Megan Thee Stallion & Big Sean Settle ‘Go Crazy’ Copyright Lawsuit - WhatsOnRap

Megan Thee Stallion and Sean Paul have been sued over an alleged copyright infringement on their song 'Go Crazy'.

Megan Thee Stallion and Big Sean have struck an agreement with two teeny Detroit rappers, putting a stop to a lawsuit alleging the hip-hop superstars plagiarized an earlier song with their 2020 duet "Go Crazy."

Duawn "Go Hard Major" Payne and Harrell "H Matic" James claimed in a July lawsuit that Megan's song sounds a bit so similar to their 2012 track "Krazy" that it couldn't have been produced entirely separately without illegal copying.

However, just four months later, attorneys for the two accusers informed a federal judge on Friday (Nov. 11) that the two parties had "reached an agreement in principle to settle their dispute in its entirety."

The public document did not reveal any deal specifics, such as whether the money would be exchanged or songwriting credits would be adjusted. Attorneys on both parties did not immediately respond to demands for further information.

Stallion's debut album Good News, released in 2020, did not chart as a single, but the album spent 75 weeks on the Billboard 200 and peaked at No. 2 in December 2020. Big Sean and 2 Chainz were featured in the song, though the latter was not named in the current lawsuit.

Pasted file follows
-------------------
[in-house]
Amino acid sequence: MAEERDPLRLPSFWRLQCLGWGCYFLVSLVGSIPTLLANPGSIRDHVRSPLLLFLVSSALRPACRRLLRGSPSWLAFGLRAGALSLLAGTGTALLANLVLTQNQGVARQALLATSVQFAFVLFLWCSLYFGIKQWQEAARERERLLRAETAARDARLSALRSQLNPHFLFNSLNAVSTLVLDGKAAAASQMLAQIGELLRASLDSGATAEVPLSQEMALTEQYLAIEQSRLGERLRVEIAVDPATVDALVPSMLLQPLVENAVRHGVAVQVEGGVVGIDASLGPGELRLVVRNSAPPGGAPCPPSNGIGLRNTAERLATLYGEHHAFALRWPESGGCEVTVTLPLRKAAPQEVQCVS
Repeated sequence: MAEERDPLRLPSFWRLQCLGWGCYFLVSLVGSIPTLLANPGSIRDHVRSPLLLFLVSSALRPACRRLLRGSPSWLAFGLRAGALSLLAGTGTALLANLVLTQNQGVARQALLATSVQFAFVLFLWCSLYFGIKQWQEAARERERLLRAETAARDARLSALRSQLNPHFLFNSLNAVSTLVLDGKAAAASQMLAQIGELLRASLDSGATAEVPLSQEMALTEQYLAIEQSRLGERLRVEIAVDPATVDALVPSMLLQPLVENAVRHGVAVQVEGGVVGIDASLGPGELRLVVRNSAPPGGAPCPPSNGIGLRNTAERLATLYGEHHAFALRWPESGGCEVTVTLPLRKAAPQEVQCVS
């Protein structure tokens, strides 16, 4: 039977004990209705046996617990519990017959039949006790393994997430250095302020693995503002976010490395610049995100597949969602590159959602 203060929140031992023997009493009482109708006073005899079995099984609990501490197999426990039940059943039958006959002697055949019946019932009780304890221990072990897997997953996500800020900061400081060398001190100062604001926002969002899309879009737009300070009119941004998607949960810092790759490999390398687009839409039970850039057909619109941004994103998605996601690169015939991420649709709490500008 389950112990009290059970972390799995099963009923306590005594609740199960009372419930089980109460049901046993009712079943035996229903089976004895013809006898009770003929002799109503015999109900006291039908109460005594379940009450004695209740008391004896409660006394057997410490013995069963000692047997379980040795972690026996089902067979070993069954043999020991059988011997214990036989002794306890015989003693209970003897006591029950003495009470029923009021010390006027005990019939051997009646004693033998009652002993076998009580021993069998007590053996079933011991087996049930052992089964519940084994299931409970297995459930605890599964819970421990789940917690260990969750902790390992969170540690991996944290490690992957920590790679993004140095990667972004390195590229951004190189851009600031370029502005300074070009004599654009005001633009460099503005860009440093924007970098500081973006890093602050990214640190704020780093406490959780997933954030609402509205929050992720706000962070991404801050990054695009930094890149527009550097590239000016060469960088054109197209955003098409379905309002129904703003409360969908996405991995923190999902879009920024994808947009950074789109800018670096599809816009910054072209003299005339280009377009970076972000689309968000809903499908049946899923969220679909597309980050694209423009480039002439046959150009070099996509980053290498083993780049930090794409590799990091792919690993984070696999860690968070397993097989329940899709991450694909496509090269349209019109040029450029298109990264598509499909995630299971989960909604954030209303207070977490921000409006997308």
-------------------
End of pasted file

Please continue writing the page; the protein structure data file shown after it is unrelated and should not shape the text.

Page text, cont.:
Payne and James claimed in their July 25 complaint that various aspects of "Krazy" and "Go Crazy" are "nearly identical," including the wording of the chorus, melodic and harmonic sequences, and cadence use.

“An average lay observer would recognize the infringing work as having been appropriated from [‘Krazy’] because of the striking similarity between the two compositions and the way in which they are performed,” said the complaint.

Because "Krazy" was never published by a label, the attorneys for the two complainants devised a unique, hyper-local explanation for why Stallion or Big Sean had adequate "access" to the music to reproduce it — a critical prerequisite in any copyright infringement action. They said Payne and James had performed the song in "West Detroit hip hop clubs and bars" frequented by Big Sean, a Detroit native. According to their lawyers, the couple reportedly sold "thousands of physical copies of CDs" in the parking lots of the same clubs.